French ambassador likens submarine deal cancellation to ‘treason’

French Ambassador to Australia Jean-Pierre Thébault publicly chided Australia on Saturday for canceling a multibillion-euro submarine contract with Paris after striking up a strategic partnership with the U.S. and the U.K.

“We have been blind-sided intentionally for 18 months,” Thébault told The Sydney Morning Herald in an interview published Saturday, citing media reports indicating the U.S. and Australia held private talks for months about the partnership while keeping France in the dark. “The crime was prepared for 18 months.”

He called the months of negotiation “treason in the making” obfuscated through “intentional double language.”

Thébault was lashing out hours before being recalled to Paris in protest of Australia’s decision, which was announced Wednesday. The landmark pact, dubbed AUKUS, included pledges to cooperate on military technology and paves the way for Australia to purchase nuclear-powered submarines from the U.S. As a result, Australia ditched an existing contract with France worth more than €50 billion.

“It is a major breach of confidence and a very bad signal,” Thébault said.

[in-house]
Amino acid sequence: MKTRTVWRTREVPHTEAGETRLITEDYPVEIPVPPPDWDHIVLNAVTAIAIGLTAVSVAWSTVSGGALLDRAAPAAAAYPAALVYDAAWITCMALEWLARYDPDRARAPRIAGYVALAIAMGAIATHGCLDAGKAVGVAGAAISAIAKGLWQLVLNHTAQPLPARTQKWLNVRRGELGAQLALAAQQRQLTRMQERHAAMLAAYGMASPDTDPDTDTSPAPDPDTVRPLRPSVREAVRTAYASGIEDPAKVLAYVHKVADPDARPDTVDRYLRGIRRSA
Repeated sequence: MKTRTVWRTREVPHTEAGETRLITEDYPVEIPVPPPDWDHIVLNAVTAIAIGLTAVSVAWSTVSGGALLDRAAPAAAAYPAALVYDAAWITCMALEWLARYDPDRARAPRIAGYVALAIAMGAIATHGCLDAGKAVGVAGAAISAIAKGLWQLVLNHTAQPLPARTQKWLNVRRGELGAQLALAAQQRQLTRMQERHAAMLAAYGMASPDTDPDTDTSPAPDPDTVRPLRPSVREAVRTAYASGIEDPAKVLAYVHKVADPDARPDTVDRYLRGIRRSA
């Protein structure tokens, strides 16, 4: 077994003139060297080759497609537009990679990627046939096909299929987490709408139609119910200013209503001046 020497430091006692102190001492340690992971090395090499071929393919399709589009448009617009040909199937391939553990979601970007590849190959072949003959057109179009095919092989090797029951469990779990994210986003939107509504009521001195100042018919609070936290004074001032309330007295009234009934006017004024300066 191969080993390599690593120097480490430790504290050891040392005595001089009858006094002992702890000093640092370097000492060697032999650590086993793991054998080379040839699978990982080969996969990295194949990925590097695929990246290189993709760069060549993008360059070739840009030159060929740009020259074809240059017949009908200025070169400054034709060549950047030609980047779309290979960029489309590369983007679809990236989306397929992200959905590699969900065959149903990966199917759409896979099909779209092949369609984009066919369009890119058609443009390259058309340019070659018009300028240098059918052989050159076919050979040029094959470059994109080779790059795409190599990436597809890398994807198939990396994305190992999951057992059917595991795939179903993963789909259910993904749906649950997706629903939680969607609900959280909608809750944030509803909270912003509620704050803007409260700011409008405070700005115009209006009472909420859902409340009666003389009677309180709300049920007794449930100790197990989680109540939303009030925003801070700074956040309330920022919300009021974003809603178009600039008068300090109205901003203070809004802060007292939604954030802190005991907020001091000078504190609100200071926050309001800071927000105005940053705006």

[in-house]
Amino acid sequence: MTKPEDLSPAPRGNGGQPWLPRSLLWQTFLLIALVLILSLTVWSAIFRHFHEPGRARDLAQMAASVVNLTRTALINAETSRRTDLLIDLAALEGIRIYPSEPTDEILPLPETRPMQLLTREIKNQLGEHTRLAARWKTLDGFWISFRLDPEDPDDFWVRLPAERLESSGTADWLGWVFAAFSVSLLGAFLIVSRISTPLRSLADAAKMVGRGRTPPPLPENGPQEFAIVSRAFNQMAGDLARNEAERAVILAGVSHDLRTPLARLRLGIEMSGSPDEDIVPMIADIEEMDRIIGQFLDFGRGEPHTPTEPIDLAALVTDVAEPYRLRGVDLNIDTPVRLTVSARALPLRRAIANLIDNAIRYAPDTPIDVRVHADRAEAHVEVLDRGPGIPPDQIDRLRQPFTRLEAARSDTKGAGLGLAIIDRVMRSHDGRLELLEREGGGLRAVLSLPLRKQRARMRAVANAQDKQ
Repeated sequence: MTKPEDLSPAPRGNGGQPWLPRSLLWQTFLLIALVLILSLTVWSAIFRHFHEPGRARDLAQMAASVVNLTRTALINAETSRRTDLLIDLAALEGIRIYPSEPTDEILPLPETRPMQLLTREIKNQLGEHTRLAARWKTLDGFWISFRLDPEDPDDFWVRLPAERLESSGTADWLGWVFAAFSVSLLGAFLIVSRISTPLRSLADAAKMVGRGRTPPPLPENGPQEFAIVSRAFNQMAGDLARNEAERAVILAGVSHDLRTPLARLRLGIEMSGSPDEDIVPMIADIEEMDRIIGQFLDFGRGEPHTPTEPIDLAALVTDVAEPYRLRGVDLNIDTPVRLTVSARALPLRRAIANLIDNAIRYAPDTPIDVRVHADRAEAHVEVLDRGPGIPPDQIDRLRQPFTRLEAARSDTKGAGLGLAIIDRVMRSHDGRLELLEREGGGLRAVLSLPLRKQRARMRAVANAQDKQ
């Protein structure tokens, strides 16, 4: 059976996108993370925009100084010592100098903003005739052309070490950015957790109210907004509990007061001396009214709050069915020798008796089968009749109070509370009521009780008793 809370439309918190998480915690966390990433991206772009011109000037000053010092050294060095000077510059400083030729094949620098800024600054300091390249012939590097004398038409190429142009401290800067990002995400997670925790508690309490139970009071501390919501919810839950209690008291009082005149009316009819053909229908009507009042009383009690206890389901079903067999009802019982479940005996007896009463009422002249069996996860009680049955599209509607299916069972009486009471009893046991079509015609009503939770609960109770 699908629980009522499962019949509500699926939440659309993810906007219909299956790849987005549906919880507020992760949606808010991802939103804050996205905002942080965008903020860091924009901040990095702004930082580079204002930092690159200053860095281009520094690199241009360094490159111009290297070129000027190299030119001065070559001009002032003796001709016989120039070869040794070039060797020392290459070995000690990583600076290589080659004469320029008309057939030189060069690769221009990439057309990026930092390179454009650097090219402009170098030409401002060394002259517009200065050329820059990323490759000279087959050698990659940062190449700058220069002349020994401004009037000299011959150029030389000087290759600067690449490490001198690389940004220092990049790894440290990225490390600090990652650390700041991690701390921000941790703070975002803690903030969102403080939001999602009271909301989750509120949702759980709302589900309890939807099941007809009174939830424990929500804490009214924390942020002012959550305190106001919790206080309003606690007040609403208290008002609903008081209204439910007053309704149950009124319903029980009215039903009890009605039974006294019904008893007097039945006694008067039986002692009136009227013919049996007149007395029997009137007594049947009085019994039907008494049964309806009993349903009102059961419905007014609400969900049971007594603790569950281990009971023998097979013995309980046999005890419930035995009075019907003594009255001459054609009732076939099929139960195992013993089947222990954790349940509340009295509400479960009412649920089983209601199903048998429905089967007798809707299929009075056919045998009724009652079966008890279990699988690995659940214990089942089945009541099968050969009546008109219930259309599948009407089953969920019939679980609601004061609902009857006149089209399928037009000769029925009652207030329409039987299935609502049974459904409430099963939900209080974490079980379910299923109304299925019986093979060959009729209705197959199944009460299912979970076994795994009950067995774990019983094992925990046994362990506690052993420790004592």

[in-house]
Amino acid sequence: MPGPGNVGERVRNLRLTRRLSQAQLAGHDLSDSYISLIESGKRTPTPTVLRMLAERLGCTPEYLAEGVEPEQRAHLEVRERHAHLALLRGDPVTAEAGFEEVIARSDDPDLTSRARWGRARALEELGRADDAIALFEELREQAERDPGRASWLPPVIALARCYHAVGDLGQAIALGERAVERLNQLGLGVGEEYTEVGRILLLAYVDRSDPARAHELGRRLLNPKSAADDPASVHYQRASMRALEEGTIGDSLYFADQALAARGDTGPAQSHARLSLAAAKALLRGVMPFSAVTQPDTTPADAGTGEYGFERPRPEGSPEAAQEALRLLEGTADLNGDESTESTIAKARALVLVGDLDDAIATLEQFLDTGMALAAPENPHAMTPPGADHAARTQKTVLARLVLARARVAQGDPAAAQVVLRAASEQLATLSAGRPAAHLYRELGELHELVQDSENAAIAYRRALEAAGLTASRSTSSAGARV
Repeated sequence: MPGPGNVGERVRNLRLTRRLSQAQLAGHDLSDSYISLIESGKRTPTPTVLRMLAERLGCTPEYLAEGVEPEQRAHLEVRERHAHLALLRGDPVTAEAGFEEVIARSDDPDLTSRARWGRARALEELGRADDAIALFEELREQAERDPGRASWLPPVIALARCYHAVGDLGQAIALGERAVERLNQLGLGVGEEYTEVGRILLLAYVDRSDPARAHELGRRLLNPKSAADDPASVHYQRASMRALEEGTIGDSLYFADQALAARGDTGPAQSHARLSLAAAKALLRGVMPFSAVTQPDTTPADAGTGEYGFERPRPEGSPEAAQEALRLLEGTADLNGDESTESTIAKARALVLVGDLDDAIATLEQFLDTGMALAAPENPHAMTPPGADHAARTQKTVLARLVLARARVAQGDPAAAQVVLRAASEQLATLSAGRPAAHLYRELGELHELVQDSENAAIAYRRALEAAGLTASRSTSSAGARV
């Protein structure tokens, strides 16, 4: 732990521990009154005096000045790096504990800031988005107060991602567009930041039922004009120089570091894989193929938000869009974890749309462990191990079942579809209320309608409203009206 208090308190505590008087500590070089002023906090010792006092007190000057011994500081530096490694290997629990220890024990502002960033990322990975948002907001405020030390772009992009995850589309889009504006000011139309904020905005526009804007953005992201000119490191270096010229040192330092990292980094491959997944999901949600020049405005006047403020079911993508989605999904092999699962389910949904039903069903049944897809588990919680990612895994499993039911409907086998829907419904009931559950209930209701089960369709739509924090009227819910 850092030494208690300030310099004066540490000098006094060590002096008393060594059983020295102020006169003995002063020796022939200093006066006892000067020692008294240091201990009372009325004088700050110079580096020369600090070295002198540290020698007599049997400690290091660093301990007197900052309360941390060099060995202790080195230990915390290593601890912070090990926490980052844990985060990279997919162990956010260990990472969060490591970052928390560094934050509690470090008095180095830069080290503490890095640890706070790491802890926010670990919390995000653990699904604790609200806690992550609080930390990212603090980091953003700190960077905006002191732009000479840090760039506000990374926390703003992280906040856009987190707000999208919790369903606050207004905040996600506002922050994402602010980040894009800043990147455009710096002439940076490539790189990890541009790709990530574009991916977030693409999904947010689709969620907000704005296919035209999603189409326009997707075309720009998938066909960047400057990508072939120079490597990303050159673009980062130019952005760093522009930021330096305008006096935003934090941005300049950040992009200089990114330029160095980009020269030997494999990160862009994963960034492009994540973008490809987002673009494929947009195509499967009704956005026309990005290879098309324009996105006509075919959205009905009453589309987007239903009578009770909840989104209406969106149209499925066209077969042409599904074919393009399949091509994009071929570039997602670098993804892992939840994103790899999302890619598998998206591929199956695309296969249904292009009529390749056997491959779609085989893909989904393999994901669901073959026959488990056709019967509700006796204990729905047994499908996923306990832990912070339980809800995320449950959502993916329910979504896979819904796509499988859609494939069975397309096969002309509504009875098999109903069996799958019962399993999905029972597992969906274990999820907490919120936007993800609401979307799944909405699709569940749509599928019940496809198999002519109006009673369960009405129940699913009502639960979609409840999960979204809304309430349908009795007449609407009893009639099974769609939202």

Separately in Canberra on Saturday, Thébault told journalists that the move “has been a huge mistake, a very, very bad handling of the partnership — because it wasn’t a contract, it was a partnership that was supposed to be based on trust, mutual understanding and sincerity.”

The cutting remarks are the latest French officials have heaped on Australia — and the U.S. — since Wednesday. French Foreign Affairs Minister Jean-Yves Le Drian called the deal a “stab in the back” on Thursday and the country recalled its ambassadors to the U.S. and Australia on Friday.

“This exceptional decision is justified by the exceptional gravity of the announcements made on September 15 by Australia and the United States,” Le Drian said in a statement.

The French embassy in Washington also canceled a reception it had planned to host on Friday to mark the 240th anniversary of the Battle of the Chesapeake, which commemorates a French naval victory over a British fleet during the American Revolution.

Le Drian will be in New York Monday to participate in the United Nations General Assembly. 

Rym Momtaz contributed reporting.



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